Practice Relating to Rule 38. Attacks against Cultural Property
Argentina’s Law of War Manual (1969) provides:
In the event of bombardment, assault or siege, all necessary precautions shall be adopted, as far as possible, to respect buildings devoted to worship, the arts, the sciences and to charity, as well as historic monuments, provided such buildings and monuments, which must display special, visible signs, are not used for military purposes.
The manual further states, with respect to combat operations:
The destruction of enemy property shall be permissible as far as required by military operations and subject to the limitations imposed by the requirement of respect for artistic, scientific and historical property.
Argentina’s Law of War Manual (1989) defines cultural property in accordance with Article 1 of the 1954 Hague Convention for the Protection of Cultural Property.
The manual states: “It is absolutely prohibited to commit hostile acts against cultural property.”
The manual further qualifies “attacks directed against clearly recognized cultural property” as a grave breach.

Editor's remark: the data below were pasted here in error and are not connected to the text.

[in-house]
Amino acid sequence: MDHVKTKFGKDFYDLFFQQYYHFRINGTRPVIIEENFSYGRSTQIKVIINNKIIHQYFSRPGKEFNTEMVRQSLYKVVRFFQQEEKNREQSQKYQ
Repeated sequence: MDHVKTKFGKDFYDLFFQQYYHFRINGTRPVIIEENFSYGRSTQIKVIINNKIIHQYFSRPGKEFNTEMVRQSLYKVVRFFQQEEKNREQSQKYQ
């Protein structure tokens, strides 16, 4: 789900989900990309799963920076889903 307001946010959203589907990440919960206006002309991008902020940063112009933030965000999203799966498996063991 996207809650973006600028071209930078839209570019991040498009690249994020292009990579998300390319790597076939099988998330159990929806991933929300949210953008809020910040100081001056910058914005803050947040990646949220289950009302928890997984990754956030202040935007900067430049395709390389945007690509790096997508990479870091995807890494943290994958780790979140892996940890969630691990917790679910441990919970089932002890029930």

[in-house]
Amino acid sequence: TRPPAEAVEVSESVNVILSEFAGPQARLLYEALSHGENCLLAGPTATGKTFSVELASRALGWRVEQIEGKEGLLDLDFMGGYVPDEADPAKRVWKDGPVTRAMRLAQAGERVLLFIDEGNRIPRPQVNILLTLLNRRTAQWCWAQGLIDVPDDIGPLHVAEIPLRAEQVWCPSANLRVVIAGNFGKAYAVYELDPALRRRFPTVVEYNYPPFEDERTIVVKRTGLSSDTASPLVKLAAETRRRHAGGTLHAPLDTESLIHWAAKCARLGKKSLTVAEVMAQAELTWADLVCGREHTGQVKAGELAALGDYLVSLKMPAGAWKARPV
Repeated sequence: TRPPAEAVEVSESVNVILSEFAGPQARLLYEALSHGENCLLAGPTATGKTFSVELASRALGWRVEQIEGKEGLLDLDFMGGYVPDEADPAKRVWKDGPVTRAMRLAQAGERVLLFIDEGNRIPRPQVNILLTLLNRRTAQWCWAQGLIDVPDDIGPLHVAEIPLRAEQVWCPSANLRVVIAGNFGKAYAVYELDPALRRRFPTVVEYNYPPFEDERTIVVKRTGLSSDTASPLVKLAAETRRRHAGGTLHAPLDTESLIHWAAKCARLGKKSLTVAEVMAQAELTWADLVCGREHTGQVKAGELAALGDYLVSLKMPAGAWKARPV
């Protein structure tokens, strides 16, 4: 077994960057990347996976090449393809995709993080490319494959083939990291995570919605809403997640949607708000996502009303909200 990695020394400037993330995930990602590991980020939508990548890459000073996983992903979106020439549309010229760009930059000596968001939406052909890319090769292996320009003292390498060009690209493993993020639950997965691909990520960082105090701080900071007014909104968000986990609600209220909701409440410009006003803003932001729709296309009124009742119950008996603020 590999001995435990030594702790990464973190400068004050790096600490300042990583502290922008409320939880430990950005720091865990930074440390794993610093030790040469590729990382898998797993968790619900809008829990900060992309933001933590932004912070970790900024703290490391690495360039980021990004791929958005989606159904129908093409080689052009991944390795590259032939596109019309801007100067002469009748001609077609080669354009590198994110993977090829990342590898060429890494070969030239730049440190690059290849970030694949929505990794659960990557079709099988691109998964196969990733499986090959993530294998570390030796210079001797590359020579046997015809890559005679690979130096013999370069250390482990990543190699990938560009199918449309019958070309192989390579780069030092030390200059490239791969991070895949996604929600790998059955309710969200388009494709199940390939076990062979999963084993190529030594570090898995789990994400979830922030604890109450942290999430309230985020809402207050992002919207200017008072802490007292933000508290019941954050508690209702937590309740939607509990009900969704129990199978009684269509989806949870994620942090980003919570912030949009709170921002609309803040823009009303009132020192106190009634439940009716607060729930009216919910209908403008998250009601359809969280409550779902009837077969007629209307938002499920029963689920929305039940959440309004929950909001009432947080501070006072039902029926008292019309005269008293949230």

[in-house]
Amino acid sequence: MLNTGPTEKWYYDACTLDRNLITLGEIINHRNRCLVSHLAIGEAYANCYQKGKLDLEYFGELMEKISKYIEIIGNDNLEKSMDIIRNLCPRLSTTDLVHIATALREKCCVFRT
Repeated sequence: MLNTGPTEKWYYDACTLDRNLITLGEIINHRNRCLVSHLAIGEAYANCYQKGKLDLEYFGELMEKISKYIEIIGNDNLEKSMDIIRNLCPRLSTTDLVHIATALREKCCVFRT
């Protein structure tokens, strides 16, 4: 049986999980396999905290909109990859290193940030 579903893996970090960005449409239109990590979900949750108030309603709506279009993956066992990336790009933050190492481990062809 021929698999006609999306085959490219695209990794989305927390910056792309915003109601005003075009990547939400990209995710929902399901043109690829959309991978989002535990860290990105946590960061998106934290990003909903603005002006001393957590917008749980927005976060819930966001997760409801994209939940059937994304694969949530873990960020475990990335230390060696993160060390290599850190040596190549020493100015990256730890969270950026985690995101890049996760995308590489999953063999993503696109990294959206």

With respect to non-international armed conflicts in particular, the manual states: “Cultural objects and places of worship which constitute the cultural or spiritual heritage of peoples enjoy special protection; they may not be attacked.”
Argentina’s Code of Military Justice (1951), as amended in 1984, punishes “whoever attacks, without any necessity, … poorhouses, places of worship, monasteries, schools … which are marked by the appropriate distinctive signs” or “whoever destroys places of worship, monasteries, libraries, museums, archives or important works of art, unless required by the military operations”.
In 1998, at the Vienna expert meeting on the revision of the 1954 Hague Convention for the Protection of Cultural Property, Argentina stressed “the desirability of including the notion of military necessity” in the 1997 Revised Lauswolt Document, “provided, however, that this notion be defined precisely to avoid abuses”.